This photo doesn't prove land was flooded, says Defra

Farmer waits months for compensation

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Flooded farmland in Somerset

A Somerset farmer has revealed that his claim for compensation after last winter's floods was turned down - because photos of his land under eight feet of water were deemed "insufficient evidence".

James Winslade lost 810 acres of land to the flood waters at his Bridgwater farm, forcing him to move out and relocate 550 cattle.

In April, he applied for government funding to reseed his fields, at a cost of £11,000. To support his claim, he submitted a set of aerial photographs showing the submerged fields, some of which were 12 feet under water.

However, Mr Winslade was stunned when he received a response - saying that the evidence for flooding was insufficient.

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It was only six months later, after a visit by a Department for the Environment and Rural Affairs (Defra) inspector, that the money was finally released.
Farmer James Winslade

"I put in all the photographs back in April to show the damage, but they said the photographs weren't good enough and didn't prove I was flooded," he told the Western Morning News.

"I couldn't believe it. They were aerial photographs of my parents' farmhouse and my farmhouse and of the land. Of 840 acres 810 was flooded."

Mr Winslade was forced to buy the grass seed in May and June, and was hoping to be refunded in instalments. However, the need to wait for an inspection meant he didn't receive the money until last week.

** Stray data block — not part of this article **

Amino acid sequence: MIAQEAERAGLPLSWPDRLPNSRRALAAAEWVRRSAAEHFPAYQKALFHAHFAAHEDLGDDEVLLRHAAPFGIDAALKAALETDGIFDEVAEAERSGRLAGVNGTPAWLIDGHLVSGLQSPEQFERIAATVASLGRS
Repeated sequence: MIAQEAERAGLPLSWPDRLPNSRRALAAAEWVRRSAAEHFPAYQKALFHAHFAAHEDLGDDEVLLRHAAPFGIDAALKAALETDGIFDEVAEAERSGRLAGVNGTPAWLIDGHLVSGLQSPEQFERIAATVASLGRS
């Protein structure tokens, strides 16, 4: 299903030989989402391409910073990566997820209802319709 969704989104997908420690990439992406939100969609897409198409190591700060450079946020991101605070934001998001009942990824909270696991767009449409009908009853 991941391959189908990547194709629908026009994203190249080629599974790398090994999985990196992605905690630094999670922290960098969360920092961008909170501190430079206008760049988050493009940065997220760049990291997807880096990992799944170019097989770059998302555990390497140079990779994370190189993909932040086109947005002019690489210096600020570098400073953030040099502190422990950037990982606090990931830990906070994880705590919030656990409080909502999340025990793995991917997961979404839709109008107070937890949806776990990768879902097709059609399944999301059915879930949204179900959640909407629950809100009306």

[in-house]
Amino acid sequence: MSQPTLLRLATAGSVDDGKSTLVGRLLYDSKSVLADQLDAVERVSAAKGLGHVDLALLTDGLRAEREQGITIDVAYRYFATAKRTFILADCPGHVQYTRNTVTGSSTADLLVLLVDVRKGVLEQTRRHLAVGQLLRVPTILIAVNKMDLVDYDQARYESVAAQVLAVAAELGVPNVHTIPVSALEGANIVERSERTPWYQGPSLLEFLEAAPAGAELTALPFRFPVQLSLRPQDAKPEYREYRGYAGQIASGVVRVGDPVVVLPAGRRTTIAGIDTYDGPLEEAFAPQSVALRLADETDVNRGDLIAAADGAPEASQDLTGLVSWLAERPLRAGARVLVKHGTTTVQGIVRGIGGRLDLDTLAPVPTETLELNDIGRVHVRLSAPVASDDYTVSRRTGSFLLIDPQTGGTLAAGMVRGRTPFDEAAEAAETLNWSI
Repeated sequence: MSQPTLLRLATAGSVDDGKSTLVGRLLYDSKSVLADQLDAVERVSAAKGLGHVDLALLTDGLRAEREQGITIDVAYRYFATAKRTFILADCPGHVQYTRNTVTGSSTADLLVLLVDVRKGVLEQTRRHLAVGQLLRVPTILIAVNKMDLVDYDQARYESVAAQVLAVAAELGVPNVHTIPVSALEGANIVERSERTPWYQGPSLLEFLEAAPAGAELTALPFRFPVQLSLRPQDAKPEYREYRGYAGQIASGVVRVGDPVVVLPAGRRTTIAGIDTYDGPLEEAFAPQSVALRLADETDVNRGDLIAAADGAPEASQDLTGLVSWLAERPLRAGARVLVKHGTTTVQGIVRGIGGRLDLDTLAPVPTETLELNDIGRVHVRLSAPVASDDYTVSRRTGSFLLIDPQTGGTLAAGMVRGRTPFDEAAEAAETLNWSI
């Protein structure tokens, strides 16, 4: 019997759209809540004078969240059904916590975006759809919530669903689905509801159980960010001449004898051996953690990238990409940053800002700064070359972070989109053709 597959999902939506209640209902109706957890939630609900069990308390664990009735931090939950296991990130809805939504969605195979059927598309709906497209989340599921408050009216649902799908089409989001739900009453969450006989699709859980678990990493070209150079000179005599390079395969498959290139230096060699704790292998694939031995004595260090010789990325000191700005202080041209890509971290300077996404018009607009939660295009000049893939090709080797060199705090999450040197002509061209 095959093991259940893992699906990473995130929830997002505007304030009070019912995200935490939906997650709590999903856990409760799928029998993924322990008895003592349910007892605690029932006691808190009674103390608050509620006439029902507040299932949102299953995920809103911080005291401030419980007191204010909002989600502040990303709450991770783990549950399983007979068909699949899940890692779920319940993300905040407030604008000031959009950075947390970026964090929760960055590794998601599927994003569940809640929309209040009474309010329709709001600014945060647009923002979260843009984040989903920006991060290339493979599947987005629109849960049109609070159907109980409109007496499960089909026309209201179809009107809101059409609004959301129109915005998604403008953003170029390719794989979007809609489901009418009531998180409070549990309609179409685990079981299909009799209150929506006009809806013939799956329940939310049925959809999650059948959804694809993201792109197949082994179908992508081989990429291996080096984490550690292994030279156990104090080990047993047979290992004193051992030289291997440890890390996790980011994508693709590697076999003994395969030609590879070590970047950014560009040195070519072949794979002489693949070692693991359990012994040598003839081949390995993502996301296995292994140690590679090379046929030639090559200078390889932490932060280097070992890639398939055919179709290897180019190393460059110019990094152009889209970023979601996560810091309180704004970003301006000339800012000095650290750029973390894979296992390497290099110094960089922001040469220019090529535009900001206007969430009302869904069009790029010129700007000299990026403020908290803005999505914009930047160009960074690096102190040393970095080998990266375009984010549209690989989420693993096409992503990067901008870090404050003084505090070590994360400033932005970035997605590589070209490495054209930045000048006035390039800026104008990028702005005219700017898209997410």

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Many still waiting for payout

Farming minister George Eustice said the reason for the delay was European bureaucracy: "This is public money, it is coming out of a European fund and there are lots of rules about the way you monitor and apply European funds," he explained.

"We went the extra mile, sent a Defra official out there to meet him and process the claim, and he's been paid now."

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Many other farmers are still finding themselves waiting for a cheque. The Farming Recovery Fund, which made £10 million of government money available to flooded farms, closed in late June after receiving around £5.5 million worth of claims.

Of these, Defra has so far approved £4,561,307 - but has paid out only £193,180, according to an investigation by Famers Weekly.

Defra is urging farmers to carry on and complete the necessary work, saying it can only pay compensation once it's received receipts.

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